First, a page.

Former Vice President has vowed to spend only one term in office if elected president in the forthcoming 2019 election. He also promised to sign an undertaking to that effect.
“If I am elected as the President in 2019, I give an undertaking that I would only do one term. Having said that let me remind Nigerians that Buhari also gave such an undertaking in 2011, but he is not living up to it today. My own case will be different. I am prepared to sign an undertaking to do only one term,” he said in an interciew with ThisDay on Sunday.
He promised to revitalise and restructure Nigeria’s education system, noting that a minimum of 21 per cent of the federal budget would be devoted to education.
He said: “I pledge that if I am chosen by my party, the Peoples Democratic Party, to be its presidential candidate, and if I am subsequently elected as the President by Nigerians, I will go above and beyond the United Nations’ recommendations and ensure that a minimum of 21 per cent of the federal budget is devoted to education.
“Beyond that, I will reserve 10 per cent of that amount to further and continuous education for our public school teachers. Nigeria’s education sector must progress from creating job seekers. We must train our teachers to train our children to be job creators as well.
“As for the specifics, for the last 10 years, Nigeria has budgeted the equivalent of $30 billion at the federal level, give or take. Twenty-one per cent of that is about $6.5 billion. I already mentioned to you that if elected as the president, I would sit with the heads of the legislature and the judiciary for the purpose of coming to an agreement on how we can scale down our overheads.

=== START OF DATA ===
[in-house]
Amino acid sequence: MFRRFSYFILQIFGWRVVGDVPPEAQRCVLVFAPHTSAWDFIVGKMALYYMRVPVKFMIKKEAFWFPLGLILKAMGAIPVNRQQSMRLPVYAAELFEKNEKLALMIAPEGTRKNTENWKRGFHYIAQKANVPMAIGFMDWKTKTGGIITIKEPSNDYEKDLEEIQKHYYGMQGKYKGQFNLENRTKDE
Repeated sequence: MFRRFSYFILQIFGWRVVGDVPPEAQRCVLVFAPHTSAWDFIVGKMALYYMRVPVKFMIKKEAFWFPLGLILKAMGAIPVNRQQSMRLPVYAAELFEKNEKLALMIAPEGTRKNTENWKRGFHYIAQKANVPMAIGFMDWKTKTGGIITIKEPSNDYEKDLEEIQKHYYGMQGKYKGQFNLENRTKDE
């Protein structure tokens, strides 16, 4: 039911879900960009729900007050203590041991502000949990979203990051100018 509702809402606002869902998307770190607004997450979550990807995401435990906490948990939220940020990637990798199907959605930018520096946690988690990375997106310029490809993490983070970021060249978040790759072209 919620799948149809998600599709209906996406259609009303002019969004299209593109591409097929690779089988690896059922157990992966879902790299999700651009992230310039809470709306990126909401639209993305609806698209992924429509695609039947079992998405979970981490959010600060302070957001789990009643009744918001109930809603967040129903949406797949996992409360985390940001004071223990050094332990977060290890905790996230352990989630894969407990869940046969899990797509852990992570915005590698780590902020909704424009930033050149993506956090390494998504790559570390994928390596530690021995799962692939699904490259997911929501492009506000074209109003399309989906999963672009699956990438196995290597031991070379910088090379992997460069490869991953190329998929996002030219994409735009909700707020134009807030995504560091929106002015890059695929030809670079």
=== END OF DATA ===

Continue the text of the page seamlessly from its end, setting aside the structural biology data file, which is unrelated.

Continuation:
“On the side of the executive, there are so many things we can cut down on. Recently, I wanted to go to Azerbaijan and I found out that they don’t have an embassy in Nigeria or any other country near Nigeria. To get a visa, you apply online to their foreign office.
“Nigeria maintains literally hundreds of embassies and foreign missions in multiple nations that we really do not need. We can close down two-thirds of these missions and have one embassy service as many as four nations in the geographic vicinity. We can use technology to provide consular services.
“In 2018, we budgeted N63 billion for recurrent expenditure in foreign affairs. Under an Atiku presidency, we would spend only a quarter of that. The rest will go to education.
“In the same budget, we are spending N1 trillion paying salaries for our military and paramilitary officers and men, and less than half of that paying salaries in the education sector.
“As an educator, I see the problem immediately. The less you spend on education the more you have to spend on security. The more you spend on education the less you have to spend on security.
“It is interconnected. We are having to spend so much on defence because over the years we have not invested enough in education. Beginning from my first year, I will reverse that. The money will be re-channelled to education.
In the 2018 budget, we have N112 billion going to the Office of the Secretary to the Government of the Federation. To do what? Award grass cutter contracts? Under an Atiku administration, whoever is the Secretary to the Government of the Federation just has to find a way to manage 10 per cent of that money.
“ The rest will go to education. I am serious about this. This is not rhetoric. I have achieved it in my private capacity as an educator and if given the chance, I will replicate it in Nigeria’s public sector.”
Similarly, when asked of his agenda for Nigerians Atiku opined, “My agenda is centred on jobs. That is what I have been doing for the past 40 years. I am first and foremost an entrepreneur.
“A job creator. My group of companies has a workforce of about 50,000. This does not include the hundreds of thousands that are indirectly employed.
“I believe in creating jobs, providing opportunities, being united as one Nigeria, and securing it all with a military-industrial complex whose raison d’être is ‘Nigeria First.’”